The cast is absolutely bonkers and looking at it, it’s obvious that Assonitis had some kind of pull in Hollywood. Or a lot of people owed him money. Acclaimed director John Huston stars as Jerzy, an intergalactic warrior who’s pursuing a descendant of an evil alien named Sateen. This descendent is a little girl named Katy, who is quickly developing supernatural powers. She’s also wicked good at ice skating and has a pet hawk that’s very possessive of her. Kinda like how Damien had those dogs, Katy has a hawk. Katy’s mom is targeted by a group of shady old men who wish to get her pregnant so she can have an evil baby boy. That’s the gist of the plot, I think.
Glenn Ford also stars as a detective. Lance Henriksen plays Katy’s dad and the owner of an Atlanta basketball team. Shelley Winters (Night of the Hunter) plays Katy’s new nanny, who is on to her nefarious little game. Franco Nero is space Jesus. And Sam Peckinpah plays a doctor, but his lines are dubbed probably because he was shitfaced during filming. Seriously, this cast is a enigmatic smorgasbord of talent.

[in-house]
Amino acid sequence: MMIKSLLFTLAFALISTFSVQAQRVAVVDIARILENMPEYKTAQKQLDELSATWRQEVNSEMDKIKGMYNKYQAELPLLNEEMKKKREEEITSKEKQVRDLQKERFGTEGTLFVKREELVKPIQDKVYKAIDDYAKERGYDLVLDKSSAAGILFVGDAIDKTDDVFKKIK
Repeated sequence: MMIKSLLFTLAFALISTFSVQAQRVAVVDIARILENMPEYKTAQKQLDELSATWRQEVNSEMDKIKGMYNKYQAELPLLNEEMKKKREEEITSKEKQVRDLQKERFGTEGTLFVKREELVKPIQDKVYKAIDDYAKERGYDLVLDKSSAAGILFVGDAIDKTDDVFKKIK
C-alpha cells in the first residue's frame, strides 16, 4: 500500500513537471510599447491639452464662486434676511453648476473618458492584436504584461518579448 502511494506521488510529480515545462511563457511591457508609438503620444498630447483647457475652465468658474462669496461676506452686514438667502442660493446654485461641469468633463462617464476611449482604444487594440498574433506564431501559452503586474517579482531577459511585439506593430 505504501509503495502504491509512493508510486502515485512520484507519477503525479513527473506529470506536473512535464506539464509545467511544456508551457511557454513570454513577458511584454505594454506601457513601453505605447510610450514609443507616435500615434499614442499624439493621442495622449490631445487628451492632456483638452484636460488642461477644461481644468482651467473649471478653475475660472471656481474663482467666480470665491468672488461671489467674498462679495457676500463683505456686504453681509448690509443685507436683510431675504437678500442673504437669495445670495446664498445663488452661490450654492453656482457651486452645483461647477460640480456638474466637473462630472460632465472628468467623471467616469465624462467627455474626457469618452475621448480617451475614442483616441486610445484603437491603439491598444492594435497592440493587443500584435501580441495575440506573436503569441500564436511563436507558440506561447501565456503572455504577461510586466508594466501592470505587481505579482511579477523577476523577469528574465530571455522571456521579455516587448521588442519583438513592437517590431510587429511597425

Watching The Visitor may seem like sitting through a collection of random scenes, but it really is a cohesive film. For all of its insanity and exploding basketballs, there’s an engaging story beneath the surface. But once you think you have it figured out, the film jets in a completely different direction. It’s really tough to explain the actual plot, but there are so many consistently entertaining, batshit crazy scenes that whether you’re following along or not, it’s a blast. One particularly amazing scene is the aforementioned ice skating rumble. Katy is doing her thing on the ice when all of a sudden a bunch of teenage boys start messing with her. So she starts absolutely wrecking shit in a volley of telepathic beauty. If you can’t enjoy that scene you may want to check your pulse.